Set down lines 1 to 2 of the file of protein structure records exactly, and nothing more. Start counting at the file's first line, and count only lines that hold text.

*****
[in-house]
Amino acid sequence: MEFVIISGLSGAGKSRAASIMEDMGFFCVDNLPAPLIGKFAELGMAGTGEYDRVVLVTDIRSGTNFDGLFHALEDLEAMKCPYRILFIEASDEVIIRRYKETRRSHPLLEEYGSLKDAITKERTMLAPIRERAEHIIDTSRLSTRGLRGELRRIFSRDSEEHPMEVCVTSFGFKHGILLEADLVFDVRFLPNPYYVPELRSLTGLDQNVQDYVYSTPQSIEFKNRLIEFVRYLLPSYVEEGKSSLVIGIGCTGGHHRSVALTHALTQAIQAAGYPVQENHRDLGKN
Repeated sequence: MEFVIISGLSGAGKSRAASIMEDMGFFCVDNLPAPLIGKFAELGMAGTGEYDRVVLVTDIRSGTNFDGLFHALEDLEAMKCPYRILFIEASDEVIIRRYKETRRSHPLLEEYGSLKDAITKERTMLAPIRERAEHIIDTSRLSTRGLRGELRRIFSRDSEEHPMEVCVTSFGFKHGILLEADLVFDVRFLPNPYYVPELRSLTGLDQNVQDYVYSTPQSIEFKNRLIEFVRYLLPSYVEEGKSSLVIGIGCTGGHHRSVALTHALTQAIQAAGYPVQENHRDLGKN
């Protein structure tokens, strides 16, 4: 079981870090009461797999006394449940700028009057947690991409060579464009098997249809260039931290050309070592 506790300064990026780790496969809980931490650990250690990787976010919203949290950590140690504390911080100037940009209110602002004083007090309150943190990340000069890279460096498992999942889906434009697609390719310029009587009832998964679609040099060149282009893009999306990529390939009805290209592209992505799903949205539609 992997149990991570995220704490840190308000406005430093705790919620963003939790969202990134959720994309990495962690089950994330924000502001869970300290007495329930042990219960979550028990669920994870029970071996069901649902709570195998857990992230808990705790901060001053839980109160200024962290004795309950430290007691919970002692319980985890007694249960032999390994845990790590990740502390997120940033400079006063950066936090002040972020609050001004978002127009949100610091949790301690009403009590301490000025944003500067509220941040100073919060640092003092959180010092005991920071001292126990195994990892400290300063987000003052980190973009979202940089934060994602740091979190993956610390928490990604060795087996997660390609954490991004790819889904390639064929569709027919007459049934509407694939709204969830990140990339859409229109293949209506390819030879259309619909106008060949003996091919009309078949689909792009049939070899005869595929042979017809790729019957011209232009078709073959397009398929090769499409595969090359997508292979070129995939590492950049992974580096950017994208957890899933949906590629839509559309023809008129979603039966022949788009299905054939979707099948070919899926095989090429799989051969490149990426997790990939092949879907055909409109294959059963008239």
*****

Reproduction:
[in-house]
Amino acid sequence: MEFVIISGLSGAGKSRAASIMEDMGFFCVDNLPAPLIGKFAELGMAGTGEYDRVVLVTDIRSGTNFDGLFHALEDLEAMKCPYRILFIEASDEVIIRRYKETRRSHPLLEEYGSLKDAITKERTMLAPIRERAEHIIDTSRLSTRGLRGELRRIFSRDSEEHPMEVCVTSFGFKHGILLEADLVFDVRFLPNPYYVPELRSLTGLDQNVQDYVYSTPQSIEFKNRLIEFVRYLLPSYVEEGKSSLVIGIGCTGGHHRSVALTHALTQAIQAAGYPVQENHRDLGKN